Each item has been thoughtfully curated to minimize an environmental footprint and protect the outdoors. The hats, for example, are made from NetPlus® by Bureo®, a raw material created from South American recycled fishing nets. Additionally, the board shorts are made from recycled plastic bottles, and tees are made with 100% organic cotton. Pretty rad stuff, to put it in surfer lingo.

The prices on these pieces are equally rad, ranging from $28 flip-flops to $60 boardshorts.

In keeping with the sustainable ethos and protecting the places we play, Pacifico and Quiksilver will celebrate the products’ launch by hosting two beach cleanups. The first is on July 5 at Sunset Point in Malibu, California, from 4-5:30pm, and the second is on July 9th at Deerfield Beach in Florida from 8:30 – 10:30am.

pacifico quicksilver clothing lineCleaning up and looking good while doing it

Theses beach cleanups are open to anyone over the age of 21 who’s ready to have some fun while taking care of nature’s playground.

Those who can’t make it to the beach (bummer, dude) don’t have to miss out on all the fun. The new collection will be available on July 5th at www.quiksilver.com/mens-collab-pacifico. And even if you don’t surf, never plan to surf, have no desire to even be near a surfboard, rest assured, the apparel is still cool. Plus sustainable choices are always good fashion.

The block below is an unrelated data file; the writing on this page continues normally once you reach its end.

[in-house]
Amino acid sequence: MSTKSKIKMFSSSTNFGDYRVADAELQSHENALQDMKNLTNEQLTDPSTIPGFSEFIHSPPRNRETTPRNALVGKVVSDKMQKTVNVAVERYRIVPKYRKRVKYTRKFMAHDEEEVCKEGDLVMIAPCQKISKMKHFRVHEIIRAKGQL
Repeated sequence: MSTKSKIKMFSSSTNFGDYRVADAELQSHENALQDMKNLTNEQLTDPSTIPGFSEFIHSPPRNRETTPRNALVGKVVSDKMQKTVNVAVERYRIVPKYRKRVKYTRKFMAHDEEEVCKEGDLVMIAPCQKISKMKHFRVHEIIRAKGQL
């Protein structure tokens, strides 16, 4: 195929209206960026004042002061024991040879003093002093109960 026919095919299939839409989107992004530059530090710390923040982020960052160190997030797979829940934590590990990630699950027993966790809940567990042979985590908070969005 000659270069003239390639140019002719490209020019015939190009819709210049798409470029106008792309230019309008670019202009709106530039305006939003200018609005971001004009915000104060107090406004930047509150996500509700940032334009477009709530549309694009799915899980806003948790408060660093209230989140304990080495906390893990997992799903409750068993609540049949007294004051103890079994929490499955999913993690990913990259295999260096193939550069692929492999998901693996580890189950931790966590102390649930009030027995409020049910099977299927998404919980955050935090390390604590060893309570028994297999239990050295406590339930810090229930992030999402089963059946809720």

Our planet provides us with an endless supply of beauty and adventure. But without more mindful actions from humanity, its natural wonders will eventually diminish. Fortunately Pacifico and Quiksilver are making it easier than ever for people to enjoy the great outdoors without jeopardizing it. That’s a wave worth riding.

This article originally appeared on 09.06.17


Being married is like being half of a two-headed monster. It's impossible to avoid regular disagreements when you're bound to another person for the rest of your life. Even the perfect marriage (if there was such a thing) would have its daily frustrations. Funnily enough, most fights aren't caused by big decisions but the simple, day-to-day questions, such as "What do you want for dinner?"; "Are we free Friday night?"; and "What movie do you want to see?"

Here are some hilarious tweets that just about every married couple will understand.